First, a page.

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Ok guys, what about the OTUS lenses?


NB23
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Affer reading about the Otus lenses one could easily dismis his whole collection of lenses. The great legendary nikkor 105 f2.5, noct and 28 f1.4 with their unique signature suddenly becomes meh, either on the sharpness aspect, contrast, color rendition or whatever else.

 

We all love our M lenses becausenof their size and unique system. I often can't help to think that we're lying to ourselves about their "character" being a feature. I mean, while an Otus 55mm kills any nikkor 50mm f1.4, I would hardly see myself saying "yeah but that Nikkor has such a unique character. The Otus is clinical".

And then again, the comparison shots from a 50 50mm f1.4 nikkor versus an Otus 55mm passed on as a "50 Lux V3 versus 50mm Cron apo" in this very forum would, I am sure, cause a debate wether the 1973 Summilux is more desireable.

 

Is there conclusion of any kind? Are we romantics within a niche simply lying to ourselves? This is my personal theory. Or are we blind to true oprical perfectbess although Leica is supposed to be unsurpassed even though Zeiss does it regularly?

 

Or is it that the M world is really about the body first ans the lenses second while the reality for any other system would be "glass first, camera second"?

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Interesting point you make. We are well into to the law of diminishing returns for cost vs performance with these Leica and Zeiss Lenses. I do not want to travel or walk about with such a large lens as the Otus. Personally, I want the best performance in a primarily manual interface on the smallest package. The M-system does this best for me.

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Yes, the whole M package is just so sweet. And the relative rarity of the lenses makes them into Jewels more then into pure equipment.

 

I've just realized this, I remember the af-d nikkor 85mm f1.4. It was known as the "cream machine". The very best in all aspects, according to die-hard Nikkon fans.

By today's standards this lens is nothing else than a low contrast lens with pastel colors and woth lots of aberrations. How perceptions change.

 

Now the funny part: while I wouldn't hesitate nor blink while giving Leica 6000 Dollars for a Summilux 28, you will never see me go crazy and add 400$ over my existing old 85 f1.4 for their newer and better version. I'm crazy but not THAT crazy.

 

400$ is a lot of money, man.

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After reading about the Otus, perhaps. After shooting with it, perhaps not so much.

 

Well, okay, that was a quip. More seriously, I can only talk about why I chose the 35/1.4 FLE over the 35/1.4 Distagon, which I think is a parallel situation. I'll concede that the Distagon appears to be, in optical testing terms, the superior lens. What I won't concede is that the Distagon would help me create better images.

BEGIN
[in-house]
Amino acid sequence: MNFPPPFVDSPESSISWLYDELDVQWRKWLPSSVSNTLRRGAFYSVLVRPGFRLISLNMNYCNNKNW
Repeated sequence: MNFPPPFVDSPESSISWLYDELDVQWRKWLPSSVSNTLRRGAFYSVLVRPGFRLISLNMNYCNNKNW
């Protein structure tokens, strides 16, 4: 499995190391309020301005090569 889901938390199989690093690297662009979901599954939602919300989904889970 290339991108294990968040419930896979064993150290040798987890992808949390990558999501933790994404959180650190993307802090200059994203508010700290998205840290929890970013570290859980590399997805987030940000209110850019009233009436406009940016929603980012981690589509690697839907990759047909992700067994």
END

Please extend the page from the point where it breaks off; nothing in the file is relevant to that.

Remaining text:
I wouldn't say that Leica shooters -- as opposed to collectors or, worse, buyers who are afflicted with GAS and the Leica mythos -- are "glass first." Surely, invest in glass before you invest in cameras. But, invest in images first of all. Better to take a class, or even a photographic-oriented vacation, than to buy a lens that serves no marginal purpose. Shoot first. Create images second. Third, buy what serves those two goals -- lens, then body. (Some might quibble about #1 versus #2. Fair enough.)

 

Back to the point though. I find that field curvature makes images more whole. After reading about how wonderful the Otus 55 is, honestly, I'm drawn toward the Noctilux 50/1. I would absolutely love to work with that donut pattern. The way that the 35/1.4 FLE brings in the corners wide open, emphasizes the center at f/4, and hits everything at f/8 is a tool I love having in my box. The world is not flat. I do not want my images to be flat. Therefore, a flat lens is not what suits me best. This might just be rationalization, as is your thesis, but I simply have not seen many images I have loved from the Distagon (and I have looked for them), but I have seen images that stood out (in the work of others and in my own images) because of how the lens embraced the scene.

 

Overall, I think Leica lens designers simply "get it" along the lines of what I want. Color correction is essential, and Leica has been on that wavelength since the beginning, as far as I can tell. Resolution is important, as is contrast, as is handling, as are transitions. I think Zeiss lens designers are no less capable, but just have different priorities. The same with any other lens designers I can think of. I'm glad that there is diversity, and I cast no dispersions on those who prefer Zeiss, or Canon, or Nikon, or Pentax, or off-brand lenses. The more the merrier.

 

I choose Leica because they deliver the most of what I want. I think it is that simple. I do appreciate the critical questioning and introspection, though. I went through a lot of that before dumping my savings into my kit. But I'm glad, every day, that I did.